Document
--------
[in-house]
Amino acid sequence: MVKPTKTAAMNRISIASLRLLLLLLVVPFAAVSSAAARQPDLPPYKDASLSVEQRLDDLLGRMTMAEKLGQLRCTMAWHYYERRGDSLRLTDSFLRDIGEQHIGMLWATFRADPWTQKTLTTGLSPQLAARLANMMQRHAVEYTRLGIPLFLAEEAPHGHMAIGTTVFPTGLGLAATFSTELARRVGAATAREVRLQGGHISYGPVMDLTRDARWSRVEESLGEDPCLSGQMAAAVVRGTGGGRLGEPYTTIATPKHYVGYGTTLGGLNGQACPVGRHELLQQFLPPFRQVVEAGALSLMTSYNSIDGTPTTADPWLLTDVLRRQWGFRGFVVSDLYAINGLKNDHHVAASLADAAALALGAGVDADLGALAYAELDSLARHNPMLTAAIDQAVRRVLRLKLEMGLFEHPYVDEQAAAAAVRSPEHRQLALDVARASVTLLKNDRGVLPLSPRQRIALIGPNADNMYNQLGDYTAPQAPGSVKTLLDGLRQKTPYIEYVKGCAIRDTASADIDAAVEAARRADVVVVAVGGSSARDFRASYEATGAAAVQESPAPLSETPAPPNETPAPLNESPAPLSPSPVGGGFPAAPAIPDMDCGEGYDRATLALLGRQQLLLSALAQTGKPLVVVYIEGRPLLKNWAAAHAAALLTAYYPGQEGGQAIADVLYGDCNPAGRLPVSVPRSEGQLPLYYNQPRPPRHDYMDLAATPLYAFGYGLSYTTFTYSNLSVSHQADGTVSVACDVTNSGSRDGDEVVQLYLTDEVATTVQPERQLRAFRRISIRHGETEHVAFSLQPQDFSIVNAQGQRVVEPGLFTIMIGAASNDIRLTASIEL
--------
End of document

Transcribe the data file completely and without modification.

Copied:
[in-house]
Amino acid sequence: MVKPTKTAAMNRISIASLRLLLLLLVVPFAAVSSAAARQPDLPPYKDASLSVEQRLDDLLGRMTMAEKLGQLRCTMAWHYYERRGDSLRLTDSFLRDIGEQHIGMLWATFRADPWTQKTLTTGLSPQLAARLANMMQRHAVEYTRLGIPLFLAEEAPHGHMAIGTTVFPTGLGLAATFSTELARRVGAATAREVRLQGGHISYGPVMDLTRDARWSRVEESLGEDPCLSGQMAAAVVRGTGGGRLGEPYTTIATPKHYVGYGTTLGGLNGQACPVGRHELLQQFLPPFRQVVEAGALSLMTSYNSIDGTPTTADPWLLTDVLRRQWGFRGFVVSDLYAINGLKNDHHVAASLADAAALALGAGVDADLGALAYAELDSLARHNPMLTAAIDQAVRRVLRLKLEMGLFEHPYVDEQAAAAAVRSPEHRQLALDVARASVTLLKNDRGVLPLSPRQRIALIGPNADNMYNQLGDYTAPQAPGSVKTLLDGLRQKTPYIEYVKGCAIRDTASADIDAAVEAARRADVVVVAVGGSSARDFRASYEATGAAAVQESPAPLSETPAPPNETPAPLNESPAPLSPSPVGGGFPAAPAIPDMDCGEGYDRATLALLGRQQLLLSALAQTGKPLVVVYIEGRPLLKNWAAAHAAALLTAYYPGQEGGQAIADVLYGDCNPAGRLPVSVPRSEGQLPLYYNQPRPPRHDYMDLAATPLYAFGYGLSYTTFTYSNLSVSHQADGTVSVACDVTNSGSRDGDEVVQLYLTDEVATTVQPERQLRAFRRISIRHGETEHVAFSLQPQDFSIVNAQGQRVVEPGLFTIMIGAASNDIRLTASIEL